Several years ago, you made a comment to a council person that “you don’t get paid enough”.   Yet, you have vied to retain your seat and you’ve accepted the position of Council President, more than once.  Have you failed to understand that serving as an elected official is not about the money?  Or is it…?  Mr. Toroney, if being on council is your “sacred duty” as you professed last night, then may I suggest you actually do something.  Last night would have been the perfect opportunity for a list of accomplishments that you, as Council President, achieved which propelled Pottstown forward.

Given that the process was in place and, taxpayers covered the costs to seek a qualified outside borough manager, you took the path of least resistance.  This is the $120,000 question.  If Pottstown Borough government operated in the real world, a more experienced person would be Borough Manager and making a more reasonable salary considering the size of the local government.  Also, a more experienced person would have realized if you spend more money than you bring in, you create a deficit.  There is no “extra” money in the budget to reward our friends with promotions and raises, to buy a new car, to hand out iPads, or spend money on consultants that we planned on ignoring all along.  Taxpayers are smarter than you think.

When it was time to select a new Police Chief for Pottstown, you made no pretense about choosing the path of least resistance.  Again, in the real world, people are held to metrics and performance goals.  I supervised people for over 20 years and wrote countless performance appraisals.  Employees were ranked according to their achievements.  If you failed to meet goals such as quantity and quality, your performance review reflected this.  Your raise, or lack of a raise was dependent upon your results.  Your customer service skills, ability to work and play well with others, your attendance, punctuality etc… were all measured.  When my people missed their goals, I heard about it from my boss.  Had I told my V.P. that my goal was to increase productivity by 1% I would have most likely been demoted, once he stopped laughing.

Each month when the expenditures for the borough are approved by council do you read the line items and scrutinize the spending or…do you take the path of least resistance?  I will say Pottstown’s finances improved greatly due to Jason Bobst, Janice Lee and Dan Weand.  However, if we allow the borough manager spend money we don’t have, whose fault would that be?  In the real world, his supervisor.  In Pottstown’s case, that would be borough council, headed up by El Presidente, Steve Toroney.  The borough manager needs supervision, sorry.  Inaction makes you complicit when overspending occurs.  Just say no.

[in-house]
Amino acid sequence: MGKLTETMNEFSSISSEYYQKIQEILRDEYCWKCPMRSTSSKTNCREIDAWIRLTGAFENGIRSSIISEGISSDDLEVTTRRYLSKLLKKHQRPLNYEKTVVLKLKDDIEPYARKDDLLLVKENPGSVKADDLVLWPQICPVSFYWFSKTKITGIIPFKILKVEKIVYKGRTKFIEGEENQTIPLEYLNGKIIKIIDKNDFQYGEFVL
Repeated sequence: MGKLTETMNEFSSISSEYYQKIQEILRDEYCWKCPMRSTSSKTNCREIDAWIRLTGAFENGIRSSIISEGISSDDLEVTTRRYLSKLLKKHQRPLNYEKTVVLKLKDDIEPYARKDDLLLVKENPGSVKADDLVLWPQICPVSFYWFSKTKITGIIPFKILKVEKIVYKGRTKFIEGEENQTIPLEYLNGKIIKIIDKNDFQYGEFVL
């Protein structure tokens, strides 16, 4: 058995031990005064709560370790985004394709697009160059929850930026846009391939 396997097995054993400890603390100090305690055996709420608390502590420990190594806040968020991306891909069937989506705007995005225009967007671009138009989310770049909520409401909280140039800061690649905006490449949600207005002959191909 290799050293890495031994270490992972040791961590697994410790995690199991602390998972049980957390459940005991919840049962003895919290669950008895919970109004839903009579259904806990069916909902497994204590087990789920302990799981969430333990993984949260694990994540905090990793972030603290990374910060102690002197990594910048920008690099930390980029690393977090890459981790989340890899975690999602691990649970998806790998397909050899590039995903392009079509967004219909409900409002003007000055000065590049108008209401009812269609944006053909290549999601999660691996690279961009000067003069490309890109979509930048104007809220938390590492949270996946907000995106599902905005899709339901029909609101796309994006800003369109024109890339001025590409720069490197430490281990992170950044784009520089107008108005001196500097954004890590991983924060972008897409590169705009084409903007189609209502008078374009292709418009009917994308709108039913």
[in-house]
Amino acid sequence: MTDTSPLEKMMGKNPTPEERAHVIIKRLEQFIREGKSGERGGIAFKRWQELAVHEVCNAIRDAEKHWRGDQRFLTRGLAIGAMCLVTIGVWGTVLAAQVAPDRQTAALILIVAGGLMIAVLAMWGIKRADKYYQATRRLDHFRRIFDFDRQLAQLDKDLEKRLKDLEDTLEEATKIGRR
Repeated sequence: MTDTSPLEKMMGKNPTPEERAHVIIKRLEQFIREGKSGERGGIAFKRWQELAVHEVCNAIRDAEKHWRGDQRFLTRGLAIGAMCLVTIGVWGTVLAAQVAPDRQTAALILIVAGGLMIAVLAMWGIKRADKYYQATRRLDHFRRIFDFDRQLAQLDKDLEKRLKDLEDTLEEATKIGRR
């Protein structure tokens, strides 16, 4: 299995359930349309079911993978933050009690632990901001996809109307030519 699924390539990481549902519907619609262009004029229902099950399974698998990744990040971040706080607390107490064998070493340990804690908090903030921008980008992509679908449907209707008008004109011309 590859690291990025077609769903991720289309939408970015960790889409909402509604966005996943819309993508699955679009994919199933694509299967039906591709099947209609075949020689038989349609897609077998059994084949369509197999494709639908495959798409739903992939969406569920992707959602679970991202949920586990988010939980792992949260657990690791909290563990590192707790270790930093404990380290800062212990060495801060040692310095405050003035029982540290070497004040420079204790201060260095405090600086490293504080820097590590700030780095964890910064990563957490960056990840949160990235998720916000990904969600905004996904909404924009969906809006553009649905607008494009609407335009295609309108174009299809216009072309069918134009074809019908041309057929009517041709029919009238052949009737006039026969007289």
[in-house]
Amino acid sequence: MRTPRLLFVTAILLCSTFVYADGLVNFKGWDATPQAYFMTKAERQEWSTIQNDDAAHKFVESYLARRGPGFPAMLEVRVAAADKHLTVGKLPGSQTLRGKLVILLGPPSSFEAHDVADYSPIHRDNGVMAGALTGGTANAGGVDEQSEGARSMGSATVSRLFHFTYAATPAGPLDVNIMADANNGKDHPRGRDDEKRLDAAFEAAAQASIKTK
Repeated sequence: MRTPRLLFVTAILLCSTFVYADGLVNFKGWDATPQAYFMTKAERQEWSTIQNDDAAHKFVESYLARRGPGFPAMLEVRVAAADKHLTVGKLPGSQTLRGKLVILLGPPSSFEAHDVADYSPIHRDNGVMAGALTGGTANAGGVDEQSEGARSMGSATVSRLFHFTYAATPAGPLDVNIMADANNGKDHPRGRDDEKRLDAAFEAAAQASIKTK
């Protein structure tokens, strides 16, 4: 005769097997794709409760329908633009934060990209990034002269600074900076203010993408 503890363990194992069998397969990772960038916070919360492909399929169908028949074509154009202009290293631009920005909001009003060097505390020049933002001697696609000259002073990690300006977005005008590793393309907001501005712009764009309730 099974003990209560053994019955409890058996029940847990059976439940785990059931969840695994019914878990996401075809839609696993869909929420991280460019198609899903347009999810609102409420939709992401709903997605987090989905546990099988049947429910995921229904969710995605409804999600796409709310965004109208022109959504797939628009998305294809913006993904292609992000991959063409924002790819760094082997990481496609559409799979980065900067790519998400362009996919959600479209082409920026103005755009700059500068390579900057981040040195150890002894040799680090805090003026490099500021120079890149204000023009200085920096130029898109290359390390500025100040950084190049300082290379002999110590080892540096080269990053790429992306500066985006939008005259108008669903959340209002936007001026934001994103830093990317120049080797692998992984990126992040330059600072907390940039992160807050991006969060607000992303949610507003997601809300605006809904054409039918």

Do you believe that upper management requires exorbitant salaries, top of the line new vehicles, iPads for officials, costly analysis of the codes department, bullet proof surround for upper management while taxpayers and residents of Pottstown watch in disbelief as our community deteriorates before our eyes. Diligent public employees struggle to do their best with chaos but others could care less about their jobs.  You have taken the path of least resistance, Mr. Toroney.  See above commentary…this also falls under reigning in your employees.

You appointed an ad hoc committee to vet prospective engineer firms who ultimately chose Remington, Veronica and Beach, in March 2012. It is evidenced that you were aware of impropriety in that process yet, you did not speak up.  You went on to support a hasty, questionable expenditure of unbudgeted tax payer money of around $33,000 for an analysis of the codes department by Remington, Veronica and Beach.  Again, I ask, was this the path of least resistance?   This debacle is just unbelievable.  No words.

I believe this poor, struggling community cannot afford you, Mr. Toroney. Your selective interest and support of worthy organizations in Pottstown appears to be based on your personal approval or disapproval of the individuals that comprise their groups.  Despite your disdain, these organizations forge ahead in the challenging roles they have accepted to make Pottstown a better place for all residents.   Why has it been difficult for you to offer encouragement and take an interest in your community?  In this, you have again chosen a path that may have been easy for you but you have made it difficult for many others.   Mr. Toroney’s irrational fear of a certain non-profit organization in Pottstown is just maddening.  This organization can actually list substantial accomplishments that have made Pottstown a better place.  This mentality is very junior high school.  Stop the madness and grow up.